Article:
Hello Cat Corner-ians,
Week three has been full of trials tribulations but has ended on a real up swing. I'm sorry for the depressing start of this post but as with all things there is a circular nature to animals as well as life and sometimes it happens.
As I finished last weeks post I updated everyone that poor little Cadbury had some odd eye things happening and little Robin had a cold. Well on Saturday we went to the vet nice and early I did my best to be there when the doors opened. Easter (Momma Cat) was not helping things trying to keep all the babies close being her normal morning grouch so the only way I could get the two away was with BBQ tongs.
When we got to the vet they stained Cadbury's eye and let us know it was mis-formed and that is was more severe than what I had suspected (infection) there was something physically wrong with the eye and referred us to a specialist.
Next was little since I had posted his congestion had gotten worse and you could hear he was congested in his lungs and he had gotten really lethargic and stopped wanting to eat. They did an X-Ray and than I got a real shock and not the good kind. Robin had only one lung with about 25% free space the rest was all fluid. The poor little dude had a terrible case of pneumonia whither it was from a virus, bacteria or from birth or even in utero or any combination is unknown. Robin is the surrogate kitten that was brought to our little family so we honestly knew nothing about him except he needed a family and we had one for him. With the amount of fluid in Robin's lungs I made the heart wrenching choice to put him to sleep. There is treatment for pneumonia but in a kitten around 16-18 days old with that much fluid the chance of survival was minimal and if he did survive the amount of scarring on his lungs would cause life long pain while breathing. It was not a hard choice but it was at the same time, I couldn't allow him to be in pain but I didn't want to loose him. Robin passed away on Saturday 4/2/16 around 8am and before he passed I held him close and he purred for the very first time letting me know he was ready to go. Even as I write this I'm teary eyed.
Loosing a foster kitten is a unique experience. Whenever I take in a foster I say to myself "you're their best chance, it's you're job to speak for them". That has meant a lot in the past, it's meant turning away adopters who weren't the right fit, it's meant being a nudge at the vet that you know there is something more going on, and it's meant making the decision to let little Robin breathe easy. With young kittens life is so fragile and no day is a guarantee, every calorie counts, every bathroom time a godsend! Sometimes though nature let's us know people weren't meant to intervene. Often when Mother cats leave kittens behind it can mean more than they were scared and didn't get to come back, it can mean the kitten is sick, disabled or Mom senses something is "off". She protects the needs of the many over the needs of the one and moves her brood leaving that one. It is very possible that's what happened in Robin's case and no amount of foster intervention could have helped. It's also possible he caught something from one of his surrogate siblings we will never know. I do know though he is at peace and while it hurt and my heart is still tender I can only move forward and help the needs of the many...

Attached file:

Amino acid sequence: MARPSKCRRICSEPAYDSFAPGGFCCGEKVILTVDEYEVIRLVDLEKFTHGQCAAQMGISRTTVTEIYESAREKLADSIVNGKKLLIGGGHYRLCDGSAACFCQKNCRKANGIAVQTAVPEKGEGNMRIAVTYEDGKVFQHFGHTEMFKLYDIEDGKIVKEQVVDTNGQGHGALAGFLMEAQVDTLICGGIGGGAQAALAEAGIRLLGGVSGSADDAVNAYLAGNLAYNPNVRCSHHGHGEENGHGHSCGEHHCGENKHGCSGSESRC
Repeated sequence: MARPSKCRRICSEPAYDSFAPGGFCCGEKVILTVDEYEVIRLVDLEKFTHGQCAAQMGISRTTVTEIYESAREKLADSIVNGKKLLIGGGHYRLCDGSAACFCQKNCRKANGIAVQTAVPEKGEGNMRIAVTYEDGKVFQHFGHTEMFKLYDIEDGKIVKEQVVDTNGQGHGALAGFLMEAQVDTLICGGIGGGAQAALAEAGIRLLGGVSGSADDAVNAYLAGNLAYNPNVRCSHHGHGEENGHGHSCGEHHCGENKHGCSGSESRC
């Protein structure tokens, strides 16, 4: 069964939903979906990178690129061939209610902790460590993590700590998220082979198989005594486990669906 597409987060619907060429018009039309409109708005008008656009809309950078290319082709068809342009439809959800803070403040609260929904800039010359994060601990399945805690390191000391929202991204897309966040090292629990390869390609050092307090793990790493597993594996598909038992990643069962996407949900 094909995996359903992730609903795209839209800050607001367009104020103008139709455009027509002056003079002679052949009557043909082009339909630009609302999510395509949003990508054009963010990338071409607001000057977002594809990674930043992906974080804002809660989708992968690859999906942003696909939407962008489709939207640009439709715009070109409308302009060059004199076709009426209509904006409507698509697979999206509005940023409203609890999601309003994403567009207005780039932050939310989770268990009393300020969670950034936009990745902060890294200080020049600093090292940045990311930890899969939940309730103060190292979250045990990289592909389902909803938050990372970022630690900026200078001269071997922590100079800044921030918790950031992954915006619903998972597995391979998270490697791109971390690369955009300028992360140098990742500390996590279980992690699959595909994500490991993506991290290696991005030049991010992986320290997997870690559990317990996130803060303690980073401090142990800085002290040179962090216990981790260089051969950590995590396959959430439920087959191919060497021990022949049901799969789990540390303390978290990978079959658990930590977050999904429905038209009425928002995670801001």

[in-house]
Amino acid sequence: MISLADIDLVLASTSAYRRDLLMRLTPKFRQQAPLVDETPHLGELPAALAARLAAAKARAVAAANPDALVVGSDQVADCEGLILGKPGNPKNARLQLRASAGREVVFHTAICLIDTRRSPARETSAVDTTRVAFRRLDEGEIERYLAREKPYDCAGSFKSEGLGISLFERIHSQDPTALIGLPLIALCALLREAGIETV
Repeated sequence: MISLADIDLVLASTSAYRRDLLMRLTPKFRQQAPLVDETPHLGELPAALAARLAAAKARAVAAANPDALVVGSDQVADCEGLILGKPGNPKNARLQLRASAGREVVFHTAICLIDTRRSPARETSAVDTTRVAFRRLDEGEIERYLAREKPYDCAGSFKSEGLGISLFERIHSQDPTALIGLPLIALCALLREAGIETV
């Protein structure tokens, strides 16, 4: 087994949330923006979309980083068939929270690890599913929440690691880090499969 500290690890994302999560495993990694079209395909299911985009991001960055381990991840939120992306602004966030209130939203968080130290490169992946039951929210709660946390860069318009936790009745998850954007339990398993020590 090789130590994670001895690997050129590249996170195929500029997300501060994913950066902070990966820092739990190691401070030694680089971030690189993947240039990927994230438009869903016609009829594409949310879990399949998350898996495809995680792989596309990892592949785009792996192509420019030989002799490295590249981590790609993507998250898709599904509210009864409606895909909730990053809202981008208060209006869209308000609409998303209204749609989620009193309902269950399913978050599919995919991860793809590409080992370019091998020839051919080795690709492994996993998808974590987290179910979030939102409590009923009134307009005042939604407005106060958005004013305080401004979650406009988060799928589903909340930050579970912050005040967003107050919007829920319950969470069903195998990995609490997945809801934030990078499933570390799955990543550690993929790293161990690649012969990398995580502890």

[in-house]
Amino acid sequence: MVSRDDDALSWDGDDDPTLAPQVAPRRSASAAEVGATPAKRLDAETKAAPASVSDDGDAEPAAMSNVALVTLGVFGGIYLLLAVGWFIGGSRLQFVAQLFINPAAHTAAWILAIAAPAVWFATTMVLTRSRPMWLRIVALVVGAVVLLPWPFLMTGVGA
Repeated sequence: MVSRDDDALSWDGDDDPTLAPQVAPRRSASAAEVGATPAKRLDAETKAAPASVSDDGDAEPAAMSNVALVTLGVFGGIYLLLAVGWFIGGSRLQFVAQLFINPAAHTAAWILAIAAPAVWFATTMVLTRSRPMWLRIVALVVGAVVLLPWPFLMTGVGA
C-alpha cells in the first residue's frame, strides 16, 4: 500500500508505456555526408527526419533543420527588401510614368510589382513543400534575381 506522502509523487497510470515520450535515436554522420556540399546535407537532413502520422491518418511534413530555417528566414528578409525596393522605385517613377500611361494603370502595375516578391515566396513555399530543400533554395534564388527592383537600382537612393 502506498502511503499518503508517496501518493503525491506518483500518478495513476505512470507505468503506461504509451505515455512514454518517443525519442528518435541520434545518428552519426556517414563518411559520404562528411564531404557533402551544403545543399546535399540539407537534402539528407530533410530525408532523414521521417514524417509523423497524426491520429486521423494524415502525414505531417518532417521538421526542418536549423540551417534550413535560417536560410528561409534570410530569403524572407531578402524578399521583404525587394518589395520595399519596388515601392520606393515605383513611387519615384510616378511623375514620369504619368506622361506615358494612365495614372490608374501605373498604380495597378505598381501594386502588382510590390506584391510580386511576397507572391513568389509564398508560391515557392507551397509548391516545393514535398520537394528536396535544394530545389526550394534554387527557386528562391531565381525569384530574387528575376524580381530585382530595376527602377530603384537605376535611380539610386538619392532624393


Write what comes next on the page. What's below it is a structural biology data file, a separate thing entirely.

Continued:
Rest in Peace Sweet Robin
That being said as we settled into life with now only four kittens Mom had extra milk to spare so everyone has gotten...well pleasantly fluffy...chubby...kittentastic? They are in the 90th percentile for their weight at this age which is great because as previously mentioned every calorie counts so heavens to goodness anyone does get a cold we have a tiny bit of weight extra to help.
Peep and Paas (The Girls) modeling their "fluff"
As for Cadbury's eye we got to see the specialist and as it turns out he has an ocular herpes infection. It is very common for cats to have herpetic infections; it's not common though for such little kittens to have herpetic infections. So Easter (Momma Cat) must have it and had an active infection when delivering the kittens having each of them born with an active infection. As the kittens nursed and started up an immune system it went into remission...except for Cadbury...poor thing. His infection wasn't noticeable because kittens eyes don't open for about 10 days after birth so it ran rampant. At the specialist there were three open ulcers in Cadbury's cornea and lots of goo from the active infection. We have started treatment and the specialist cleaned the eye with special tools and it looks soo much better and it is clear Cadbury is much more comfortable.
As for the rest of the kittens because we know that everyone was born with an active herpes infection we need to watch all of them very carefully till about 6 weeks of age. They are very susceptible to secondary infections with respiratory issues or colds and can be in a bad way quickly. They will have feline herpes for their whole lives which isn't uncommon and can cause runny eyes and some sneeze but won't need any life long care or anything like that just something that happens.
Except for Cadbury due to his early introduction and the issues he's had he will keep the left eye but will have some decrease vision in that eye; since he isn't going to be a literary major in college it won't be a huge problem. Also, due to the huge amount of antibiotics and the type and doses he's been on so early the left ear will probably loose a great deal of hearing. So we expect to compensate he will probably have an adorable little head tilt!